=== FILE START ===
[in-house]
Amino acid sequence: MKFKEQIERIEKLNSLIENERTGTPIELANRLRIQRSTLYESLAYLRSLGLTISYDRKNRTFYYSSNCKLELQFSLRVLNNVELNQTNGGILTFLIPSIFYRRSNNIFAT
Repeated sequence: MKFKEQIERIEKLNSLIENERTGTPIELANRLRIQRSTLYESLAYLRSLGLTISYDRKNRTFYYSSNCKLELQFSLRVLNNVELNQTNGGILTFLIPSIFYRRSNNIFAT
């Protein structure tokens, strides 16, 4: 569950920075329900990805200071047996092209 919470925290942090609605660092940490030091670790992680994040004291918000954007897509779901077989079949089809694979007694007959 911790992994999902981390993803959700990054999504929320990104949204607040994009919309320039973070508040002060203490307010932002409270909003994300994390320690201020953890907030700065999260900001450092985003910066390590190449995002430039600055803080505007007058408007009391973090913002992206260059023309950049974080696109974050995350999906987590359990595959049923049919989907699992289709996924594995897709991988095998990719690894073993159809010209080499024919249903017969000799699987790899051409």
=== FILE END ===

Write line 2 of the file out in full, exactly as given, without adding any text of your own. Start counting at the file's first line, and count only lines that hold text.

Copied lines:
Amino acid sequence: MKFKEQIERIEKLNSLIENERTGTPIELANRLRIQRSTLYESLAYLRSLGLTISYDRKNRTFYYSSNCKLELQFSLRVLNNVELNQTNGGILTFLIPSIFYRRSNNIFAT